10. Diseases Transmitted by Man's Best Friend: The Dog.

    PubMed

    Jacob, Jerry; Lorber, Bennett

    2015-08-01

    The relationship between dogs and humans is ancient and mutually beneficial. Dogs have served people well as companions, workmates, guides, and protectors. However, on occasion, dogs may injure humans through biting or may transmit pathogens resulting in a large number of problems ranging from a trivial rash to life-threatening bacteremia. Given that there are more than 80 million pet dogs in the United States, it is worth knowing the potential problems that can result from canine exposure. Annually, almost 5 million people in the United States suffer a dog bite. Dog bite wounds become infected up to 15% of the time. In those who have had a splenectomy, a dog bite may transmit the bacterium Capnocytophaga canimorsus, leading to life-threatening bacteremia. Other illnesses that humans can acquire from dog contact include ringworm, diarrheal disease (salmonellosis, campylobacteriosis, and intestinal parasites), leptospirosis, brucellosis, Q fever, visceral larva migrans, and echinococcosis. Evidence exists that the family dog may serve as a reservoir for uropathogenic Escherichia coli that can lead to urinary tract infections among human household contacts. In this article we discuss dog-related infectious diseases as well as measures to minimize dog-associated illness (e.g., do not disturb sleeping dogs; HIV-infected persons who wish to acquire a puppy should have the dog's stool checked for Cryptosporidium).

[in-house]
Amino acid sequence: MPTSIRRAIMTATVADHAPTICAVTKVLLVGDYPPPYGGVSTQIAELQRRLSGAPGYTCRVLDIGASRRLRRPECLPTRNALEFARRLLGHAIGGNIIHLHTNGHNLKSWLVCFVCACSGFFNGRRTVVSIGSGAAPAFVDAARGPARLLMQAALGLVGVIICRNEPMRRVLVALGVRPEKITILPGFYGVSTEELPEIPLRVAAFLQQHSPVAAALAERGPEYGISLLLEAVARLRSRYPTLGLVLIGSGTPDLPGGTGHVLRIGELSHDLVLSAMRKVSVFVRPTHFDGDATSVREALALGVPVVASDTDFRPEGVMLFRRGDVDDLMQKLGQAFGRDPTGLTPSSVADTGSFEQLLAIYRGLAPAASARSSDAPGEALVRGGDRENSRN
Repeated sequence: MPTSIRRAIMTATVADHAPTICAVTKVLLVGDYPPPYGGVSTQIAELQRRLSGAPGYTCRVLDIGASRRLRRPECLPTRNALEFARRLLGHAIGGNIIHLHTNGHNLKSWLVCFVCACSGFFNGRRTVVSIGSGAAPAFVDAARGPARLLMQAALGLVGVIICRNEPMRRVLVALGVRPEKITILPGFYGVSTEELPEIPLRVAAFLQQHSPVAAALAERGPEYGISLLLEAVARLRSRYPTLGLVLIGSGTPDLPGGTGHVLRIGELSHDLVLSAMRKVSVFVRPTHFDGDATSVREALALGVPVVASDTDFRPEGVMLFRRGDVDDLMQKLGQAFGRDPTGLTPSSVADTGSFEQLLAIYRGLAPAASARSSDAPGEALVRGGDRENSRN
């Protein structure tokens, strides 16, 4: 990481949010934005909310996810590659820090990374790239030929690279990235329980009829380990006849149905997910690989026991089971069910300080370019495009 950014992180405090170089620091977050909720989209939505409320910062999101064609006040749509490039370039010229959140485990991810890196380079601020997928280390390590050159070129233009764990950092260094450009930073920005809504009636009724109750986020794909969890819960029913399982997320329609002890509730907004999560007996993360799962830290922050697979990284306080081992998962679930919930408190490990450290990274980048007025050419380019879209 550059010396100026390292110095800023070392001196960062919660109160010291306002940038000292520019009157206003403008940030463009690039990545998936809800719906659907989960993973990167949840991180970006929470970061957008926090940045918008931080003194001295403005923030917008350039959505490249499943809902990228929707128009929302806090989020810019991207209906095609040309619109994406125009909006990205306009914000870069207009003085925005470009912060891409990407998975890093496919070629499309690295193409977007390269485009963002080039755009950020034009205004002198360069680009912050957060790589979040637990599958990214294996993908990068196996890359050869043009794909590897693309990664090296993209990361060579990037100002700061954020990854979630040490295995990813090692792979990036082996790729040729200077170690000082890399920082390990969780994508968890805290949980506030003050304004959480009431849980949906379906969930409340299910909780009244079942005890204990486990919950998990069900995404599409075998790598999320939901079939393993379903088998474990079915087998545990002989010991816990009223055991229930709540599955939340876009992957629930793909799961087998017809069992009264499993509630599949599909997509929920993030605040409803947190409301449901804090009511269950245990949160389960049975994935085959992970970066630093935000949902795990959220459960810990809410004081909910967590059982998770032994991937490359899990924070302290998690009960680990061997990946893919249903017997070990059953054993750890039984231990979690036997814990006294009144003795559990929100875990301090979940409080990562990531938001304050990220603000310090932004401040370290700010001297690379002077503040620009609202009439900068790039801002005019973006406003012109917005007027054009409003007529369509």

11. Odds of Getting Adequate Physical Activity by Dog Walking

    PubMed Central

    Soares, Jesus; Epping, Jacqueline N.; Owens, Chantelle J.; Brown, David R.; Lankford, Tina J.; Simoes, Eduardo J.; Caspersen, Carl J.

    2015-01-01